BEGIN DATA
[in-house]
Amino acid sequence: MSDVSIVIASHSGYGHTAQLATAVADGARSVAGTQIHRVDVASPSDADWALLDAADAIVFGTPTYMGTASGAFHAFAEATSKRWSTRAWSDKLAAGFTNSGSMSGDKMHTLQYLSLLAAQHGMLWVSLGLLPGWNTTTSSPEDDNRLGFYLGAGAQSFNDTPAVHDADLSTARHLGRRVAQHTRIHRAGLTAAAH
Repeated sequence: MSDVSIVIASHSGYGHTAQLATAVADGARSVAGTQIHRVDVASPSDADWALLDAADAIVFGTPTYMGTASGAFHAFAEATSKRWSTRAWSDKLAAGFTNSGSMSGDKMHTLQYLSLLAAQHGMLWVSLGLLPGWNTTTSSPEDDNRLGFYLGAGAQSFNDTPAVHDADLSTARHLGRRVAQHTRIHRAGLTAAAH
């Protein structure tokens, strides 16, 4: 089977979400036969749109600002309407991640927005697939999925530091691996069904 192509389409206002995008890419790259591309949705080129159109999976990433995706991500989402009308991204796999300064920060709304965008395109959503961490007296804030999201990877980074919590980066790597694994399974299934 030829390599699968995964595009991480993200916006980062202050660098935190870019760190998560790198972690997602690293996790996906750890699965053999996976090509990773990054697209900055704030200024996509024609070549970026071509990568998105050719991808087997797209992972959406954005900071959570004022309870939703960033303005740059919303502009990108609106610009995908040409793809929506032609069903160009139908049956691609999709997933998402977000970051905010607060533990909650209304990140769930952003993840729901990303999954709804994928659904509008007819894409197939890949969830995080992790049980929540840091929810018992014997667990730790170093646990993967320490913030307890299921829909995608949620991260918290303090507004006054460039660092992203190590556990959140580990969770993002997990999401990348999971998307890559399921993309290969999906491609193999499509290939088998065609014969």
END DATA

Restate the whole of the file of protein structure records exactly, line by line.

[in-house]
Amino acid sequence: MSDVSIVIASHSGYGHTAQLATAVADGARSVAGTQIHRVDVASPSDADWALLDAADAIVFGTPTYMGTASGAFHAFAEATSKRWSTRAWSDKLAAGFTNSGSMSGDKMHTLQYLSLLAAQHGMLWVSLGLLPGWNTTTSSPEDDNRLGFYLGAGAQSFNDTPAVHDADLSTARHLGRRVAQHTRIHRAGLTAAAH
Repeated sequence: MSDVSIVIASHSGYGHTAQLATAVADGARSVAGTQIHRVDVASPSDADWALLDAADAIVFGTPTYMGTASGAFHAFAEATSKRWSTRAWSDKLAAGFTNSGSMSGDKMHTLQYLSLLAAQHGMLWVSLGLLPGWNTTTSSPEDDNRLGFYLGAGAQSFNDTPAVHDADLSTARHLGRRVAQHTRIHRAGLTAAAH
């Protein structure tokens, strides 16, 4: 089977979400036969749109600002309407991640927005697939999925530091691996069904 192509389409206002995008890419790259591309949705080129159109999976990433995706991500989402009308991204796999300064920060709304965008395109959503961490007296804030999201990877980074919590980066790597694994399974299934 030829390599699968995964595009991480993200916006980062202050660098935190870019760190998560790198972690997602690293996790996906750890699965053999996976090509990773990054697209900055704030200024996509024609070549970026071509990568998105050719991808087997797209992972959406954005900071959570004022309870939703960033303005740059919303502009990108609106610009995908040409793809929506032609069903160009139908049956691609999709997933998402977000970051905010607060533990909650209304990140769930952003993840729901990303999954709804994928659904509008007819894409197939890949969830995080992790049980929540840091929810018992014997667990730790170093646990993967320490913030307890299921829909995608949620991260918290303090507004006054460039660092992203190590556990959140580990969770993002997990999401990348999971998307890559399921993309290969999906491609193999499509290939088998065609014969």